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TexasMadness Profile
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Re: Pacific and Southeast Asian Cooking


I was actually advised to go to Penzey's to look for some of the harder-to-find spices on my list for these recipes. There's a new shop for them in town. But on the way, I remembered an even closer place that opened up about a year ago and went there (Savory Spice Shop). It was much more "informal" and you could buy small quantities (not sure if you can order small amounts of Penzey's online but in the store you have to buy rather large amounts and I was getting expensive stuff!). I found everything I needed so didn't venture farther!
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Rebecca Wraenna Profile
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Re: Pacific and Southeast Asian Cooking


TexasMadness, you have a Penzey's in your town? I am seriously envious. I used to live near the twin cities (in MN) and there were a few locations in the general area. Now I'm a bit farther away. You can buy small jars of things, but you do save more if you buy in bulk. It would be nice if you could just buy what you needed, like at a co-op.

Saijen, they do have a sweet curry powder that isn't very hot at all. My sister and I are both terribly addicted to Penzey's, and I'm afraid we've gotten our mom hooked, too. emoticon
3/9/2012, 6:41 am Link to this post Send Email to Rebecca Wraenna   Send PM to Rebecca Wraenna Blog
 
TexasMadness Profile
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Re: Pacific and Southeast Asian Cooking


Ack! My post about the big Javanese feast didn't make it! Phooey, time to retype!

My brother, his wife and their kids, 1 and 3, came over this weekend along with my brother-in-law to make a big Javanese/Indonesian meal. It was also a cooking party, so we all pitched in. Lot of fun and Willa had a blast (as usual) with her cousins.

We started with sate (or, as I see it more commonly spelled now - satay). We did chicken, pork and beef. Each one had a different marinade and a different dipping sauce. Hubby and I did all the marinades before everyone got here so everything was set to go. My brother manned the grill and cooked everything perfectly.

The chicken was AWESOME! It's the first chicken dish that I've just really really loved. It was the first to go too! It was served with a peanut sauce, not unlike the ones I've had in restaurants.
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The pork was also very excellent. We brined in beforehand, a technique we are experimenting with to get more a more tender texture which hubby wants. I think it worked perfectly! The pork had a sauce called 'ketjap manis' which is a sweetened soy sauce.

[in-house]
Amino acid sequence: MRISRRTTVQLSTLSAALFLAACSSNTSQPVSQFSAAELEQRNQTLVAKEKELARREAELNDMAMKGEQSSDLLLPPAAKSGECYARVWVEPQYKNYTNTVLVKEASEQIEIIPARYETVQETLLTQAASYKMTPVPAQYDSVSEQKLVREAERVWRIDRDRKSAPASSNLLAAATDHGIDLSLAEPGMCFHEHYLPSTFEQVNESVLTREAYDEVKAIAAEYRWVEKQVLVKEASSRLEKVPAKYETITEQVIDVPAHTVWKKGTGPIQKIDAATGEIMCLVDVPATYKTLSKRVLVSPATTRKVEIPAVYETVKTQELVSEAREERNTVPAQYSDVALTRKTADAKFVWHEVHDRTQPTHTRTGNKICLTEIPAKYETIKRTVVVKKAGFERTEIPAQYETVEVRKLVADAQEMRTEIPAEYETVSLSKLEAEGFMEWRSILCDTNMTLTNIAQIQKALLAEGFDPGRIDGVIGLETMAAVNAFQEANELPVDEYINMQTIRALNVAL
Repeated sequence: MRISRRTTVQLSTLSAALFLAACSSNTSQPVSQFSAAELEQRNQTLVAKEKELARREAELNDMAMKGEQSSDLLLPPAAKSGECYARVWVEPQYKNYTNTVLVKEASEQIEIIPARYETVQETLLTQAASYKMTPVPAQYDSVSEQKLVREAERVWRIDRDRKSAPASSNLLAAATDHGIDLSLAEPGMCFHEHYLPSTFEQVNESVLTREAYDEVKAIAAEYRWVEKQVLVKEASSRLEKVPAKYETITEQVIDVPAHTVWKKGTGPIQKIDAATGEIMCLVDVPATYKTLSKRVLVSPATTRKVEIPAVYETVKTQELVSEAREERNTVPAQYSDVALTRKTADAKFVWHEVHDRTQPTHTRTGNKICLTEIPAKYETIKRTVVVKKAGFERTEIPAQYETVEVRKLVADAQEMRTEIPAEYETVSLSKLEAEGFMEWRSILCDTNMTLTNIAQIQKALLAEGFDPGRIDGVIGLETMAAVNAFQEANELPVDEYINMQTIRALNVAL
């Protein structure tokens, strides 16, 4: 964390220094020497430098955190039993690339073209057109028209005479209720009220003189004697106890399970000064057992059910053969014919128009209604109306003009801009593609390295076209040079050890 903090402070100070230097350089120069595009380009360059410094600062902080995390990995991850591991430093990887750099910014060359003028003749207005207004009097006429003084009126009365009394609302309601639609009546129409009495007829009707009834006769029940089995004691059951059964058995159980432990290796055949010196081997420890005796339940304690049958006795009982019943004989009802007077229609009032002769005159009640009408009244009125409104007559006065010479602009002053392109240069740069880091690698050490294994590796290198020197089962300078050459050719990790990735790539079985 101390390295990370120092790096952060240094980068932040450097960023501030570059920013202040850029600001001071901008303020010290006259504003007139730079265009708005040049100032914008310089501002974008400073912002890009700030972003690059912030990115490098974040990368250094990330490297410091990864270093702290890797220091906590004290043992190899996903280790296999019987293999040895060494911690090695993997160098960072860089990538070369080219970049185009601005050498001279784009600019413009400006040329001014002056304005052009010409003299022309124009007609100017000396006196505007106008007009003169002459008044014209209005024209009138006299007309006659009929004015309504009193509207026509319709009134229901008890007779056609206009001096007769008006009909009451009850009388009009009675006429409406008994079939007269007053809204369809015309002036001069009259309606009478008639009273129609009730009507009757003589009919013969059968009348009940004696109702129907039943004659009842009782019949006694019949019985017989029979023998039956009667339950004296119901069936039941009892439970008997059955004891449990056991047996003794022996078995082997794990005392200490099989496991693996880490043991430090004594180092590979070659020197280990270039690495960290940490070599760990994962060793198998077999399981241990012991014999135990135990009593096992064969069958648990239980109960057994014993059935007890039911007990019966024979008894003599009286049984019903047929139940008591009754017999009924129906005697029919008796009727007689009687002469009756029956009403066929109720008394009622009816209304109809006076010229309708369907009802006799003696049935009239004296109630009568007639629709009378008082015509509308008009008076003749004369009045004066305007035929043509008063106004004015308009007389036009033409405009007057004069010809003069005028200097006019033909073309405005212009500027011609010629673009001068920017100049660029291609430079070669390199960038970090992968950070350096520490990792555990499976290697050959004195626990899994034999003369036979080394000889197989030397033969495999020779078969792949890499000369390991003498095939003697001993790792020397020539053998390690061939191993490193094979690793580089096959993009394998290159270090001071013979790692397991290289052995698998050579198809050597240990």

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The beef was braised before being put on the grill, so it was essentially just 'crisped' there. It was good - we probably would have thought it great had it not paled in comparison to the pork and chicken! It had a very strong turmeric coconut milk sauce that it was basted in during grilling.
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The main meal was supposed to consist of a rice platter with 3 side dishes but we were so full after all the sates that we opted for just the rice and the salad side dish. The rice was made entirely with coconut milk instead of water and had a lot of spices - lemon grass, kaffir lime leaves, star anise, bay leaves, turmeric, etc. It was incredibly rich and flavorful. Oh, and it was cooked in the oven - haven't ever cooked rice in the oven before!
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And the salad - called 'asinam'- was really incredible. I didn't think it was going to be all that flavorful - thought it was be bland really. But it was surprisingly good. I think it took everyone a little bit to warm up to the idea since it just looked like a pile of oddly matched raw vegetables at first!
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Starting from the top and going clockwise, shredded cabbage, plain fried tofu, steamed mung bean sprouts, peanuts, radish, fried tofu with wood ear fungus and kimchi (spicy fermented cucumber). It was served with a simple dressing made of vinegar, garlic, ginger and hot chilies. We all mixed and matched the sate sauces with it though. My favorite was half dressing and half ketjap manis. It made for a perfect sweet and spicy sauce.

Excellent meal, great company. All in all a wonderful family night!
3/9/2012, 4:36 pm Link to this post Send Email to TexasMadness   Send PM to TexasMadness